I have dealt extensively with REO's in Ohio for almost a decade. Given that state of how the foreclosure process has been in recent years and the potential for title defects, (banks and title companies themselves going belly up) not just here, but in many high-driven default areas, in no way, shape or form would it behoove anyone to forgo either a title search or insurance. This goes for any type of transaction - the house one buys today could've been an REO two transactions ago.

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#419873 - 02/08/13 05:20 PM Re: Title Company Ethics Question [Re: BuckeyeBelle]
DueDiligence Offline
Major Contributor

Registered: 12/05/06
Posts: 1635
Loc: Wild Wild West
Originally Posted By: BuckeyeBelle
I have a cash buyer and HUD accepted the contract. The buyer does not want a title search or insurance. My broker told me to go ahead and contact the title company to have them schedule the closing with HUD's representative. I conveyed to the title company that he does not want a search or insurance. They have always asked me if the buyer would want it. Now my broker says I could have a lawsuit problem if there is something wrong with the property in the future. Am I in the wrong for conveying this to the title company?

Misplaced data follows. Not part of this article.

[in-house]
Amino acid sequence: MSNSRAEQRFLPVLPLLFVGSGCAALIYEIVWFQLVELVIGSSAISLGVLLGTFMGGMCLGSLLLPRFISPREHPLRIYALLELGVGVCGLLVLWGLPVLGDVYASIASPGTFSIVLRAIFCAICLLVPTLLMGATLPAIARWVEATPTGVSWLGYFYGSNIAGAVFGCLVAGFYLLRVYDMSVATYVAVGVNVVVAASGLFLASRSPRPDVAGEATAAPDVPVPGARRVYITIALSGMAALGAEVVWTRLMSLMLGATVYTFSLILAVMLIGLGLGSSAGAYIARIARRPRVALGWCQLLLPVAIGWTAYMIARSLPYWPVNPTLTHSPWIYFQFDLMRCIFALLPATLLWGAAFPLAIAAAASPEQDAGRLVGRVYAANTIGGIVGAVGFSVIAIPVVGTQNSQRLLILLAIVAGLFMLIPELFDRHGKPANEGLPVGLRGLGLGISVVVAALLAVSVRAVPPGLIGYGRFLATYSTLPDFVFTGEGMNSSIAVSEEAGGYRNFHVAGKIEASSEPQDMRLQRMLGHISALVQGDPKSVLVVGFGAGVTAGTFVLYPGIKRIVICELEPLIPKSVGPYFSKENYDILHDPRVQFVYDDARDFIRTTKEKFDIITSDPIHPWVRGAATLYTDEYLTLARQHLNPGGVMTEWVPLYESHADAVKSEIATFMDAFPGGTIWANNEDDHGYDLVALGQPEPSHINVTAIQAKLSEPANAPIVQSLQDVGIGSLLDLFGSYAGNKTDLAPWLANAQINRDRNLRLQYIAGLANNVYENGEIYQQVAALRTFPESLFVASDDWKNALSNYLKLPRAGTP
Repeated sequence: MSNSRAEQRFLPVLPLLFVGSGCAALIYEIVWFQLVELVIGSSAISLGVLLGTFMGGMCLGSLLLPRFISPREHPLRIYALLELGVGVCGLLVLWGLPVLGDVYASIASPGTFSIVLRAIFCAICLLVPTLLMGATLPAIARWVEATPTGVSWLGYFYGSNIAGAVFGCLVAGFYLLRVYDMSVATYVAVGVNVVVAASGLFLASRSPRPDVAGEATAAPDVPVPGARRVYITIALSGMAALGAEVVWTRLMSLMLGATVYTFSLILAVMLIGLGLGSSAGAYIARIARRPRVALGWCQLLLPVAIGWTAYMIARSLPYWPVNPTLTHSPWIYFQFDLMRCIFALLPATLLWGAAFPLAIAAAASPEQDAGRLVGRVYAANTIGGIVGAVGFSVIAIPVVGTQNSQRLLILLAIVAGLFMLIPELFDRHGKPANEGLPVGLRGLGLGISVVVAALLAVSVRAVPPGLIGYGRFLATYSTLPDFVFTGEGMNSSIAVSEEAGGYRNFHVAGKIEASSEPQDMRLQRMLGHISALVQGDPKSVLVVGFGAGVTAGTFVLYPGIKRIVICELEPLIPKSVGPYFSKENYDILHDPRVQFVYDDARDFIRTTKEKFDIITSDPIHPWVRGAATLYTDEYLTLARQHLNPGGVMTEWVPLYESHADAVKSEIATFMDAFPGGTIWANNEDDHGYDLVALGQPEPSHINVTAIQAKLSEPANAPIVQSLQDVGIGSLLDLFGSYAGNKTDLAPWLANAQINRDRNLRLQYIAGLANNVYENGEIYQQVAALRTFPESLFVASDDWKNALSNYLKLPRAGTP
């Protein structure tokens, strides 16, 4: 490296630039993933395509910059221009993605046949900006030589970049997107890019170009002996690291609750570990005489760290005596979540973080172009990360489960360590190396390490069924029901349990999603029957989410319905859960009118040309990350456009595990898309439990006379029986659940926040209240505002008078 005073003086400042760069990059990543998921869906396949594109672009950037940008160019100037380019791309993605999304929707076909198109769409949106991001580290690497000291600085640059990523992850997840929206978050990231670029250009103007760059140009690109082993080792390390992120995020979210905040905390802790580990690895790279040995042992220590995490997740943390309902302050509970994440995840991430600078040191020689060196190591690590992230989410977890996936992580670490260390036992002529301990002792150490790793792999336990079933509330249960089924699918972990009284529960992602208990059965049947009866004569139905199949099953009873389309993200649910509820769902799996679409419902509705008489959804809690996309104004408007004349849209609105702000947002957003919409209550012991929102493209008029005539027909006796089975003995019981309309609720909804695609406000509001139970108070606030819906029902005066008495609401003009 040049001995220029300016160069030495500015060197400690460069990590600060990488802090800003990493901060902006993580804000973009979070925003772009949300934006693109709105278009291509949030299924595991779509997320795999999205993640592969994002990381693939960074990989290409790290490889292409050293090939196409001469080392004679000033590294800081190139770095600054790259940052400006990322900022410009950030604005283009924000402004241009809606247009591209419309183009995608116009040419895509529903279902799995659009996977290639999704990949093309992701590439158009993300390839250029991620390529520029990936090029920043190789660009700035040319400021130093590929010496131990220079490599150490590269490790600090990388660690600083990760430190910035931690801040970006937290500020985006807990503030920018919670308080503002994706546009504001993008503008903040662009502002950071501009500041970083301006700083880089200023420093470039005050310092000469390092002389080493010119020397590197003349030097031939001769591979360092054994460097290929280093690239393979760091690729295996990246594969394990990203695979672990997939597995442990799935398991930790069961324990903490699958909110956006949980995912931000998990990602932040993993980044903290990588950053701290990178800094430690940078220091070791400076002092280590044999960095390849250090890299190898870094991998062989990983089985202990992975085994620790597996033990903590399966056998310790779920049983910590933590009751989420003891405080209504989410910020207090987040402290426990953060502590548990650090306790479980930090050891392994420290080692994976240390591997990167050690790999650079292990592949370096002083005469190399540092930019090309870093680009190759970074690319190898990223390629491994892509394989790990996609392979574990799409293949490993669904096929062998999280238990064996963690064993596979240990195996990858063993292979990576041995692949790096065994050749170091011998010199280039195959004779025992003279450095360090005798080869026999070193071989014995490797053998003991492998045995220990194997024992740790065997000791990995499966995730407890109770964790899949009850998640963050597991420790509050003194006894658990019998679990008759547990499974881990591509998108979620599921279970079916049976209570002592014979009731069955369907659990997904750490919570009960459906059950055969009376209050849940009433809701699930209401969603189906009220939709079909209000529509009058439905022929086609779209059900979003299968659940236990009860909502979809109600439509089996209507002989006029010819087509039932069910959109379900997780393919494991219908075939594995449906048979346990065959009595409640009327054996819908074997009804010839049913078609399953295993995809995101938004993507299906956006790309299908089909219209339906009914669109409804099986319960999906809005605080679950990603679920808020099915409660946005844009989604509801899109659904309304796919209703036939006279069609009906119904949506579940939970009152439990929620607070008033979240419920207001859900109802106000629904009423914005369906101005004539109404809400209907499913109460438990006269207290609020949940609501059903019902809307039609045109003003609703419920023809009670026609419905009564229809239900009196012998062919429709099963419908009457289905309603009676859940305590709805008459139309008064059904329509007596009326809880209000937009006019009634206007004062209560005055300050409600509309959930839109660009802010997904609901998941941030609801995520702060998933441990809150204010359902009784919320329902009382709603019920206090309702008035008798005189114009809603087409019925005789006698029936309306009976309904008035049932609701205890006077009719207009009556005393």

Always leave title between the title company (or attorney) and the parties. Never give instructions to title with the exception of your commission instructions. Never volunteer how title will be taken, whether or not the buyers take title as husband & wife, etc., EVEN IF title asks YOU to provide this information. Defer to the buyer or seller and have them answer directly.

However, you or your broker should draft a waiver/hold harmless indicating that the broker and his agents strongly advise the buyer to obtain title insurance; that, should he decide not to do so, he holds harmless the broker/agents, etc.

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#419877 - 02/08/13 06:44 PM Re: Title Company Ethics Question [Re: DueDiligence]
Dodger52 Offline
Member

Registered: 10/14/11
Posts: 266
Loc: Montana
Am I correct when I assume the the seller is guaranteeing marketable title, and that the buyer is not asking the seller not to search the title. The buyer is just asking that no additional work be done to protect him?

I would expect title issues will be the next headache coming out of the housing crash. We are already starting to see some. A foreclosure is a cloud on a title, most REO sellers will only insure that the title is clear from the foreclosure forward and that the foreclosure process was done correctly (and we know how that works). When the title insurance companies start getting hit with big claims, they will either stop insuring or raise rates on properties with a foreclosure in the title history. Just like a vehicle that has an accident on the carfax, properties with a history of foreclosure will not be worth as much. This buyer could be making a big mistake not getting additional title insurance.